Foucault and the Frankfurt School

Excerpt from an Interview conducted by Gerard Raulet in 1983 and published as "Structuralism and Post-Structuralism: An Interview with Michel Foucault," in Telos 55 (Spring 1983), 7, 95-217, reproduced in Kritzman (1990: 17-47).

FOUCAULT: ...Now, the striking thing is that France knew absolutely nothing - or only vaguely, only very indirectly - about the current of Weberian thought. Critical Theory was hardly known in France and the Frankfurt School was practically unheard of. This, by the way, raises a minor historical problem which fascinates me and which I have not been able to resolve at all. It is common knowledge that many representatives of the Frankfurt School came to Paris in 1935, seeking refuge, and left very hastily, sickened presumably - some even said as much - but saddened anyhow not to have found more of an echo. Then came 1940, but they had already left for England and the U.S., where they were actually much better received. The understanding that might have been established between the Frankfurt School and French philosophical thought - by way of the history of science and therefore the question of the history of rationality - never occurred. And when I was a student, I can assure you that I never once heard the name ofthe Frankfurt School mentioned by any of my professors.

GERARD RAULET. It is really quite astonishing.

FOUCAULT: Now, obviously, if I had been familiar with the Frankfurt School, if I had been aware of it at the time, I would not have said a number of stupid things that I did say and I would have avoided many of the detours which I made while trying to pursue my own humble path - when, meanwhile, avenues had been opened up by the Frankfurt School. It is a strange case of non-penetration between two very similar types of thinking which is explained, perhaps, by that very similarity. Nothing hides the fact of a problem in common better than two similar ways of approaching it.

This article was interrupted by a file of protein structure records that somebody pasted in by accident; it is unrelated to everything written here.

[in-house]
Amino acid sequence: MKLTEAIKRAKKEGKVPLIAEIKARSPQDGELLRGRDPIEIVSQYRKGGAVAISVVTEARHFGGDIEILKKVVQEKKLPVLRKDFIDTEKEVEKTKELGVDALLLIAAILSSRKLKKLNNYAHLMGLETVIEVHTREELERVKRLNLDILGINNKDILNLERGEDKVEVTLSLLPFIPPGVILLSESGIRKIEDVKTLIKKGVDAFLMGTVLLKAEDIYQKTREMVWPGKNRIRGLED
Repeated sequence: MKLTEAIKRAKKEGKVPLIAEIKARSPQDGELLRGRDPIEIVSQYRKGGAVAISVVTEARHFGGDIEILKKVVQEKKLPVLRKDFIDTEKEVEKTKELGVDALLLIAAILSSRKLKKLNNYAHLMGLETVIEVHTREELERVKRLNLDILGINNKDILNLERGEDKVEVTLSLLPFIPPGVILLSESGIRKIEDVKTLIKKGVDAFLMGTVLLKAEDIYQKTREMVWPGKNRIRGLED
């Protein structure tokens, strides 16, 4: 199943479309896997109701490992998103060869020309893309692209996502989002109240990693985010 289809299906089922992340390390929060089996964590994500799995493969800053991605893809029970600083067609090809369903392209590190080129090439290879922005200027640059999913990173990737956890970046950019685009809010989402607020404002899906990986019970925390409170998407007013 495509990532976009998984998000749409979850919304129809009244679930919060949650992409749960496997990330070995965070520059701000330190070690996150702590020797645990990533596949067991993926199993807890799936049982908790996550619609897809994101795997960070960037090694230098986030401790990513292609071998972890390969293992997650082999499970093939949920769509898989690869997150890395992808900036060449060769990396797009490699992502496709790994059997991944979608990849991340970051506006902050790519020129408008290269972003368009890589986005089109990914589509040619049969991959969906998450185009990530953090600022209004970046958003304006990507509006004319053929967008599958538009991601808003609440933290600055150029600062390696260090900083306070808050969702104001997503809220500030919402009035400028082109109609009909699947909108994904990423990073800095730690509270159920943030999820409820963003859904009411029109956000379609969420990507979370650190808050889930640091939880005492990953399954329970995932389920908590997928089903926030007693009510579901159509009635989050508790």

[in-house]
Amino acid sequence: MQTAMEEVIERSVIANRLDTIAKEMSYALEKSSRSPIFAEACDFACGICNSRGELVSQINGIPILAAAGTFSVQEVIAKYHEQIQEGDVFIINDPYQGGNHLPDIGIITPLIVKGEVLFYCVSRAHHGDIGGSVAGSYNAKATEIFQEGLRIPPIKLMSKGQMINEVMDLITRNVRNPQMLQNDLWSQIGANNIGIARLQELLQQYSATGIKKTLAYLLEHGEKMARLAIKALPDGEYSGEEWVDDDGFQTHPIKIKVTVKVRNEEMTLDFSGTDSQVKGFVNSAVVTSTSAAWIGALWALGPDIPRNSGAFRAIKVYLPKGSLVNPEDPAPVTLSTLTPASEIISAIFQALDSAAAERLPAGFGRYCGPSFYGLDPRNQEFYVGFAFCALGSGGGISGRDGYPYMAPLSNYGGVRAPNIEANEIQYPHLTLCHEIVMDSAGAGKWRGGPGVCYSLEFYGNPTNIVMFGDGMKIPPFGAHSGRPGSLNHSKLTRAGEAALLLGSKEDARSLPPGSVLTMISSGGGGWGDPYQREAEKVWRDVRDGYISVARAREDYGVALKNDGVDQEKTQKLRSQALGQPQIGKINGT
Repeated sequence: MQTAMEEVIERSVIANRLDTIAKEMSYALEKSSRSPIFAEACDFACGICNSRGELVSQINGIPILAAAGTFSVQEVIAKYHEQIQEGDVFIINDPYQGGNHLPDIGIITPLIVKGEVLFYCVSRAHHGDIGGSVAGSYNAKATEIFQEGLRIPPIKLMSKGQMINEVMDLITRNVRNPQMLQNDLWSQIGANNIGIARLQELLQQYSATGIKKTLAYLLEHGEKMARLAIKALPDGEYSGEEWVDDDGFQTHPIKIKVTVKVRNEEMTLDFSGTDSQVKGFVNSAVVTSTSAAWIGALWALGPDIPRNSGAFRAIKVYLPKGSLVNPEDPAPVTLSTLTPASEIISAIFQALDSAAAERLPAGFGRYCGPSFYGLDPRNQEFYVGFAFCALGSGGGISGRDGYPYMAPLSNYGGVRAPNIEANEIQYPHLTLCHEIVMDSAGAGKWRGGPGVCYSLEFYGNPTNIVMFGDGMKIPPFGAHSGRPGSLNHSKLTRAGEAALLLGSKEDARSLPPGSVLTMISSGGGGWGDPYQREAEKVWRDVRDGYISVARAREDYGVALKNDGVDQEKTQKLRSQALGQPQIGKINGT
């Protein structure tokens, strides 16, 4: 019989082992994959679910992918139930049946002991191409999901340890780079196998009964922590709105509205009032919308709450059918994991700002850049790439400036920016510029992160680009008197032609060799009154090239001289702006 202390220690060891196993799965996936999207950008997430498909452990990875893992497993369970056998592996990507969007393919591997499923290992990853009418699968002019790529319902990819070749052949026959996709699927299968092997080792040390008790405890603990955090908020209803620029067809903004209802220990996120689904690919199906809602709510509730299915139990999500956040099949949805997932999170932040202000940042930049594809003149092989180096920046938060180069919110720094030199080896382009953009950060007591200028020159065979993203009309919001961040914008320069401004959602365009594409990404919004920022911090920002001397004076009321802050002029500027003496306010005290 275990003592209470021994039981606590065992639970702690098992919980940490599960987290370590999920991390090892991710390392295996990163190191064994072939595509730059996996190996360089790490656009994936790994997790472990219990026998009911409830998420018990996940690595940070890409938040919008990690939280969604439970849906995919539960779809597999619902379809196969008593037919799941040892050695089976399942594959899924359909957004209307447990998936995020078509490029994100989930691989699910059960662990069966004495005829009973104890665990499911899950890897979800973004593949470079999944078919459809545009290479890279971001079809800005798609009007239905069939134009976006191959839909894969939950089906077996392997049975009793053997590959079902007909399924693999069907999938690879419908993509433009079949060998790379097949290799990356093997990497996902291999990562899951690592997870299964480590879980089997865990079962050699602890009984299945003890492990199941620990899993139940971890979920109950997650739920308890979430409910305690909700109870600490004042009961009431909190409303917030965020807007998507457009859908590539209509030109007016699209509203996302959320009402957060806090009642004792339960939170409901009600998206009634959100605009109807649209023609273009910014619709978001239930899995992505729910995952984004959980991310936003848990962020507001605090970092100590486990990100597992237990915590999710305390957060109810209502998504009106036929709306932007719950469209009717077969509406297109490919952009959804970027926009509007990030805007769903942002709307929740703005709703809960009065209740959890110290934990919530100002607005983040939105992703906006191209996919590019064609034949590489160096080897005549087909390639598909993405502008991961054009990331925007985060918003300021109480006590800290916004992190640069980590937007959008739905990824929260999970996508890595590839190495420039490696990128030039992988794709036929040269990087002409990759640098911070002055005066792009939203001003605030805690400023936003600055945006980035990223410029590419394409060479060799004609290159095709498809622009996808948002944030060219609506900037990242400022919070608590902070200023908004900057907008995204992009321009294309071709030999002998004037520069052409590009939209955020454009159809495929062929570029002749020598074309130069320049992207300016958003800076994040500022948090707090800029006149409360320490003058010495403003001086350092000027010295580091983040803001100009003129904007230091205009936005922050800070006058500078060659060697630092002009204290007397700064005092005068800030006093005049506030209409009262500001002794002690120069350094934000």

Kritzman, L. D. (1990) Foucault, Michel. Politics, philosophy, culture: Interviews and Other Writings 1977-1984. London: Routledge.


  1. A great deal has been made of this statement, unfortunately some have used it as a short cut to support a synthesis between dialectical critique and genealogical critique. Foucault's real "German moment" however, is located elsewhere:


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